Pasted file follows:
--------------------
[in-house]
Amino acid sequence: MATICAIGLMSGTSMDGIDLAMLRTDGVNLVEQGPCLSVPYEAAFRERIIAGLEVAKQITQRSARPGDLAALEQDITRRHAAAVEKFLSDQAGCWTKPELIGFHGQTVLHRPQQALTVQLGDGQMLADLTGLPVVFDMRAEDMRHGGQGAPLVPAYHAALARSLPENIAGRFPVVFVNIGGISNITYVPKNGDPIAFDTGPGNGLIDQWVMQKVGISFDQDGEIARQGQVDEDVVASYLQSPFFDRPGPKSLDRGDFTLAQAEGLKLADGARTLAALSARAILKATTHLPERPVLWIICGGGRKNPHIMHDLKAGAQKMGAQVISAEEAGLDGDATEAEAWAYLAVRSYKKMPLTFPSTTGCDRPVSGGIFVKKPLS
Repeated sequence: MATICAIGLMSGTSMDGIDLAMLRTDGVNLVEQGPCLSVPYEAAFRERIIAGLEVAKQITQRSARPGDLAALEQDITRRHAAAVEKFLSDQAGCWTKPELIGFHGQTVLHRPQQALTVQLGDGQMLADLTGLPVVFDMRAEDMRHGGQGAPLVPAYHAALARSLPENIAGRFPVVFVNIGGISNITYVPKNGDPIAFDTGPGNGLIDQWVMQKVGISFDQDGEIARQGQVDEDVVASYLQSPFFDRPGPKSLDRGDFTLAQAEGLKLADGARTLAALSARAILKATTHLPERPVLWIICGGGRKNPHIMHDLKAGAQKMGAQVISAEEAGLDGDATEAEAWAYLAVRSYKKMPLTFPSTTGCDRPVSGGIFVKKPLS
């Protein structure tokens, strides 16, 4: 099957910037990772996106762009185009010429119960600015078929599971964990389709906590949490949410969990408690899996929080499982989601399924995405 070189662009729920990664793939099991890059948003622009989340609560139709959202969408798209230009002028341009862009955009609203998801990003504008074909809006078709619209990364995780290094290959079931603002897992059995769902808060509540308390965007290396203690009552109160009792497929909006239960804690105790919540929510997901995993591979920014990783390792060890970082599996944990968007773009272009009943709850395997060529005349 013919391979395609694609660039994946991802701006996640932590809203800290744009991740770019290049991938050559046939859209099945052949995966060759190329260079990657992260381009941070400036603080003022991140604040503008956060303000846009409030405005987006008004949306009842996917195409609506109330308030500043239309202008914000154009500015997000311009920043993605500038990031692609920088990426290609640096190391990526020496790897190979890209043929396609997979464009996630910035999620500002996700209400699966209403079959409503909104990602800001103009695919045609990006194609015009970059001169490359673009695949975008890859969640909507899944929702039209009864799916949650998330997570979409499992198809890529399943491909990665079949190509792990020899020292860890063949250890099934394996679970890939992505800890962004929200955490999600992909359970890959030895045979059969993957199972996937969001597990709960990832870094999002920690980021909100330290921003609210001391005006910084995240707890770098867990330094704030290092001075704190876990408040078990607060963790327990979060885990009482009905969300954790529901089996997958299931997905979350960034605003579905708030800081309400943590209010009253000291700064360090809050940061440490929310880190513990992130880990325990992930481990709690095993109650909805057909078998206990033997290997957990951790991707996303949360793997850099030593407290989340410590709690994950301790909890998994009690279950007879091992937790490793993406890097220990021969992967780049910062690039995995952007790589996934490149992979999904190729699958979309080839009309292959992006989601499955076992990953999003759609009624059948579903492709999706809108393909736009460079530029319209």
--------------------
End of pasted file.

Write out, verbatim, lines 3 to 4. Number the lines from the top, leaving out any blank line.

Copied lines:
Repeated sequence: MATICAIGLMSGTSMDGIDLAMLRTDGVNLVEQGPCLSVPYEAAFRERIIAGLEVAKQITQRSARPGDLAALEQDITRRHAAAVEKFLSDQAGCWTKPELIGFHGQTVLHRPQQALTVQLGDGQMLADLTGLPVVFDMRAEDMRHGGQGAPLVPAYHAALARSLPENIAGRFPVVFVNIGGISNITYVPKNGDPIAFDTGPGNGLIDQWVMQKVGISFDQDGEIARQGQVDEDVVASYLQSPFFDRPGPKSLDRGDFTLAQAEGLKLADGARTLAALSARAILKATTHLPERPVLWIICGGGRKNPHIMHDLKAGAQKMGAQVISAEEAGLDGDATEAEAWAYLAVRSYKKMPLTFPSTTGCDRPVSGGIFVKKPLS
């Protein structure tokens, strides 16, 4: 099957910037990772996106762009185009010429119960600015078929599971964990389709906590949490949410969990408690899996929080499982989601399924995405 070189662009729920990664793939099991890059948003622009989340609560139709959202969408798209230009002028341009862009955009609203998801990003504008074909809006078709619209990364995780290094290959079931603002897992059995769902808060509540308390965007290396203690009552109160009792497929909006239960804690105790919540929510997901995993591979920014990783390792060890970082599996944990968007773009272009009943709850395997060529005349 013919391979395609694609660039994946991802701006996640932590809203800290744009991740770019290049991938050559046939859209099945052949995966060759190329260079990657992260381009941070400036603080003022991140604040503008956060303000846009409030405005987006008004949306009842996917195409609506109330308030500043239309202008914000154009500015997000311009920043993605500038990031692609920088990426290609640096190391990526020496790897190979890209043929396609997979464009996630910035999620500002996700209400699966209403079959409503909104990602800001103009695919045609990006194609015009970059001169490359673009695949975008890859969640909507899944929702039209009864799916949650998330997570979409499992198809890529399943491909990665079949190509792990020899020292860890063949250890099934394996679970890939992505800890962004929200955490999600992909359970890959030895045979059969993957199972996937969001597990709960990832870094999002920690980021909100330290921003609210001391005006910084995240707890770098867990330094704030290092001075704190876990408040078990607060963790327990979060885990009482009905969300954790529901089996997958299931997905979350960034605003579905708030800081309400943590209010009253000291700064360090809050940061440490929310880190513990992130880990325990992930481990709690095993109650909805057909078998206990033997290997957990951790991707996303949360793997850099030593407290989340410590709690994950301790909890998994009690279950007879091992937790490793993406890097220990021969992967780049910062690039995995952007790589996934490149992979999904190729699958979309080839009309292959992006989601499955076992990953999003759609009624059948579903492709999706809108393909736009460079530029319209």